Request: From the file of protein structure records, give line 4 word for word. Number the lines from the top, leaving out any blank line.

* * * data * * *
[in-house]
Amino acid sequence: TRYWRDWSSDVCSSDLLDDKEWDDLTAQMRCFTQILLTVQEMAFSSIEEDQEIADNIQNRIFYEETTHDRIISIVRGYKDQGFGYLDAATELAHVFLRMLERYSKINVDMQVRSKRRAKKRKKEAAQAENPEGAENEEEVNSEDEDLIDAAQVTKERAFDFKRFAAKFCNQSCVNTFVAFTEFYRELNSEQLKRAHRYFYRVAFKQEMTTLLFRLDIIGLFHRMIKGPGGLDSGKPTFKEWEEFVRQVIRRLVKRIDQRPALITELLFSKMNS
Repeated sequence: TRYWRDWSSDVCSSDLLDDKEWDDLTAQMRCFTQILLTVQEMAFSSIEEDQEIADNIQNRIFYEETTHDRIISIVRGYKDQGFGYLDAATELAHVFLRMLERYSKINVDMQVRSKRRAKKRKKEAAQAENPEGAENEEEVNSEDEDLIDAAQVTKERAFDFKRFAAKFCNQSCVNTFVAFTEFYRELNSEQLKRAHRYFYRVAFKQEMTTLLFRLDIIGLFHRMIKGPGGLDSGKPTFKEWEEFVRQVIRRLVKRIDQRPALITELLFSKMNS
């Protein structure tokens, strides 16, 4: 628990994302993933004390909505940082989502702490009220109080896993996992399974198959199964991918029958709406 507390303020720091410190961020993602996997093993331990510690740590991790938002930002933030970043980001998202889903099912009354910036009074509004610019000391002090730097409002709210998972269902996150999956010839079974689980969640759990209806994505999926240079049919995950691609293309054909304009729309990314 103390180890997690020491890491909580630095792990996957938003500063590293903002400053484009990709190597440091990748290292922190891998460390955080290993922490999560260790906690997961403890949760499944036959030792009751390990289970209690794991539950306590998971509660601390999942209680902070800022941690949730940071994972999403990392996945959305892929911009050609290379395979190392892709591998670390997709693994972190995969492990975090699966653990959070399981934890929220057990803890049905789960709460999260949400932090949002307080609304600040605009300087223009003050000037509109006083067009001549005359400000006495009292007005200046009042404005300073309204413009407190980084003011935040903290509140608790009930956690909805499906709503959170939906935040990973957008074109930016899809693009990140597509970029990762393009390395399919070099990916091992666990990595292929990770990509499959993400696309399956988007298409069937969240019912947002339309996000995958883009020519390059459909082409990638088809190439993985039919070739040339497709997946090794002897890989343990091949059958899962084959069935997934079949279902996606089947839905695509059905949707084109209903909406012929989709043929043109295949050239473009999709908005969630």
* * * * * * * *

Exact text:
């Protein structure tokens, strides 16, 4: 628990994302993933004390909505940082989502702490009220109080896993996992399974198959199964991918029958709406 507390303020720091410190961020993602996997093993331990510690740590991790938002930002933030970043980001998202889903099912009354910036009074509004610019000391002090730097409002709210998972269902996150999956010839079974689980969640759990209806994505999926240079049919995950691609293309054909304009729309990314 103390180890997690020491890491909580630095792990996957938003500063590293903002400053484009990709190597440091990748290292922190891998460390955080290993922490999560260790906690997961403890949760499944036959030792009751390990289970209690794991539950306590998971509660601390999942209680902070800022941690949730940071994972999403990392996945959305892929911009050609290379395979190392892709591998670390997709693994972190995969492990975090699966653990959070399981934890929220057990803890049905789960709460999260949400932090949002307080609304600040605009300087223009003050000037509109006083067009001549005359400000006495009292007005200046009042404005300073309204413009407190980084003011935040903290509140608790009930956690909805499906709503959170939906935040990973957008074109930016899809693009990140597509970029990762393009390395399919070099990916091992666990990595292929990770990509499959993400696309399956988007298409069937969240019912947002339309996000995958883009020519390059459909082409990638088809190439993985039919070739040339497709997946090794002897890989343990091949059958899962084959069935997934079949279902996606089947839905695509059905949707084109209903909406012929989709043929043109295949050239473009999709908005969630």